The healthy image of fresh fruits and vegetables has been based chiefly on their vitamin and mineral content, but they are now known to contain bioactive substances valuable in the prevention of many diseases, such as cancer and cardiovascular diseases.

The potential health benefits of certain natural colours have has received much attention in recent years. Carotenoids such as beta-carotene provide a source of vitamin A activity, while their antioxidant properties are thought to protect against diseases such as cancer and coronary heart disease. Research suggests that lutein may protect against eye disorders such as cataracts and blindness caused by age-related macular degeneration. Anthocyanins are also potent antioxidants and are thought to have protective effects against cardiovascular and other diseases. Recent studies on anthocyanins from bilberries suggest effects on eye strain and night vision. In addition to antioxidant properties, curcumin (obtained from turmeric) has been shown to have anti-inflammatory action.

Lycopene is the predominant carotenoid in tomatoes. Although it has no vitamin A activity, lycopene has been shown to be a strong antioxidant in vitro. Low serum lycopene concentrations have been linked with an increased risk of pancreatic and bladder cancers, whereas the intake of lycopene-rich foods such as tomato products has been inversely associated with the risk of prostate cancer. The findings of a study to compare the plasma responses of lycopene from the consumption of lycopene from a food source (tomato juice) with those produced by lycopene supplements (lycopene beadlets and tomato oleoresin) are reported. Changes in concentrations of lycopene oxidation products were monitored as a possible indicator of enhanced antioxidant status. Concentrations of plasma lycopene can be increased by the ingestion of realistic amounts of tomato juice. Lycopene seemed to be equally bioavailable from tomato juice and the supplements.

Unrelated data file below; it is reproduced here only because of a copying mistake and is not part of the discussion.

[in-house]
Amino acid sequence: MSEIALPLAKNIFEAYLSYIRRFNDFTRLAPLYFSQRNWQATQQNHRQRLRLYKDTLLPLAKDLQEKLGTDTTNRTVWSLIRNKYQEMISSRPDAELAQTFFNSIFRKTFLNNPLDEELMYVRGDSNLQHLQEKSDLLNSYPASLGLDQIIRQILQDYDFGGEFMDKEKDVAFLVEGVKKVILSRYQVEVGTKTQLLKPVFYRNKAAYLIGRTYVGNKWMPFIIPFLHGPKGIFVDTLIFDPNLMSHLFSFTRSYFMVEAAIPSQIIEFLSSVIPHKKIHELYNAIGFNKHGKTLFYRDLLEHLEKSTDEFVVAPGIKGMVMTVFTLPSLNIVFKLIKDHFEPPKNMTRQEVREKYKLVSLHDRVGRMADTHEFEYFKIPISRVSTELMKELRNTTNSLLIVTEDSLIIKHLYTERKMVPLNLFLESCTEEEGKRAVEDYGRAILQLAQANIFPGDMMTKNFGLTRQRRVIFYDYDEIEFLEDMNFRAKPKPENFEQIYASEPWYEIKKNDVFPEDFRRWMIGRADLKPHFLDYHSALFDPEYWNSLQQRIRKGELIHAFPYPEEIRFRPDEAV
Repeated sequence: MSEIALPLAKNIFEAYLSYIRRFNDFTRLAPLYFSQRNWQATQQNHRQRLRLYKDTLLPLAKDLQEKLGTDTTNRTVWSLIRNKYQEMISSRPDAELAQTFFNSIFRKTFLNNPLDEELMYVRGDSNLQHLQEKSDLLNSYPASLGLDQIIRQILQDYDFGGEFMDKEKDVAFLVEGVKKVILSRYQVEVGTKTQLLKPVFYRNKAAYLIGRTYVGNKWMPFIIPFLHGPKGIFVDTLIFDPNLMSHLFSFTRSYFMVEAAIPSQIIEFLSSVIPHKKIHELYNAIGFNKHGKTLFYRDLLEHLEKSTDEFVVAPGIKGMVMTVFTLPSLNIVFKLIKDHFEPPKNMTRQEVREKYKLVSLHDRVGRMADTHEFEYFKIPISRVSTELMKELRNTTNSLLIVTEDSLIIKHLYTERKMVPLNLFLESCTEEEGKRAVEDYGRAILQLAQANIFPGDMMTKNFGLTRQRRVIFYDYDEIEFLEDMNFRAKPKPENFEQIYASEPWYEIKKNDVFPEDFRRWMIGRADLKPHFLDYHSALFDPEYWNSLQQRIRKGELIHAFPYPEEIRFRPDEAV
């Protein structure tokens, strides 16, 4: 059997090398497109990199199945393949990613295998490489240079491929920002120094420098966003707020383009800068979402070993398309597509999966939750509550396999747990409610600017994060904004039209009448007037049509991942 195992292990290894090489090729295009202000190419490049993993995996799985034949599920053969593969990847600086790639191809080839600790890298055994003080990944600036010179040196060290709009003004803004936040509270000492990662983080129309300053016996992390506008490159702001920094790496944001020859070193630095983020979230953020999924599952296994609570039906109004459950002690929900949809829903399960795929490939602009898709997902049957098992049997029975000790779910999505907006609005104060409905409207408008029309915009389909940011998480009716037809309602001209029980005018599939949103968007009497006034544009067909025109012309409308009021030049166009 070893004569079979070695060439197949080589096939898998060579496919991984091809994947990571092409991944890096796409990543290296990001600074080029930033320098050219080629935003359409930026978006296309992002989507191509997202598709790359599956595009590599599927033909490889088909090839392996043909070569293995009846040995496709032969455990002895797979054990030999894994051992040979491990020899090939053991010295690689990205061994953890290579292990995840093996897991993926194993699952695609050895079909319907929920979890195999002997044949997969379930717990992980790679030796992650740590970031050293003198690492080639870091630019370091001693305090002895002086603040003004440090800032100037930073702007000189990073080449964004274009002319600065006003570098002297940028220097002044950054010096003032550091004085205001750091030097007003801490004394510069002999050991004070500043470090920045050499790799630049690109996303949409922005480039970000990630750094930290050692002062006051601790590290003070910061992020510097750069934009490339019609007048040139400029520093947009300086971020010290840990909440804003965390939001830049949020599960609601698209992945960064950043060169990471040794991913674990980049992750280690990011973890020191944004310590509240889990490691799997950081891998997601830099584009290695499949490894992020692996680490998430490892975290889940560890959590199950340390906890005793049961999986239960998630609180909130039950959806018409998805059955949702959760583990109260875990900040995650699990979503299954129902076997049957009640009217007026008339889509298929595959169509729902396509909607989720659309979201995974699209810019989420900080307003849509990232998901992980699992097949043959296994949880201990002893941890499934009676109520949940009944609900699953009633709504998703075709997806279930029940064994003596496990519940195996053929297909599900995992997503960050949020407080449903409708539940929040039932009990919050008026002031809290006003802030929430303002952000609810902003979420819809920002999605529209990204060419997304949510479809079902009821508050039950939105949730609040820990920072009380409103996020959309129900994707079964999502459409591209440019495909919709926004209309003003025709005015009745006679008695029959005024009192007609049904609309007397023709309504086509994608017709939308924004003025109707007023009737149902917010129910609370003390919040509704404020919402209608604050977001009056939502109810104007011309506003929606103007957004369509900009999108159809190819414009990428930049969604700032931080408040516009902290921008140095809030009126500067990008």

Scientists at the Tel Aviv University, Israel, have found that cranberries may protect against gum disease. They discovered that certain compounds in cranberries prevented bacteria from sticking to each other and forming dental plaque. Further research was considered necessary to find out how the active compounds in cranberries could be used to improve oral hygiene and develop new dental products. The bacterial anti-adhesion properties of cranberries are also known to benefit the urinary tract.

In the future, evaluation and promotion of the health benefits of natural colours is likely to increase in line with the continuing growth of the functional-foods markets worldwide.

Details of reports from Leatherhead Food RA click here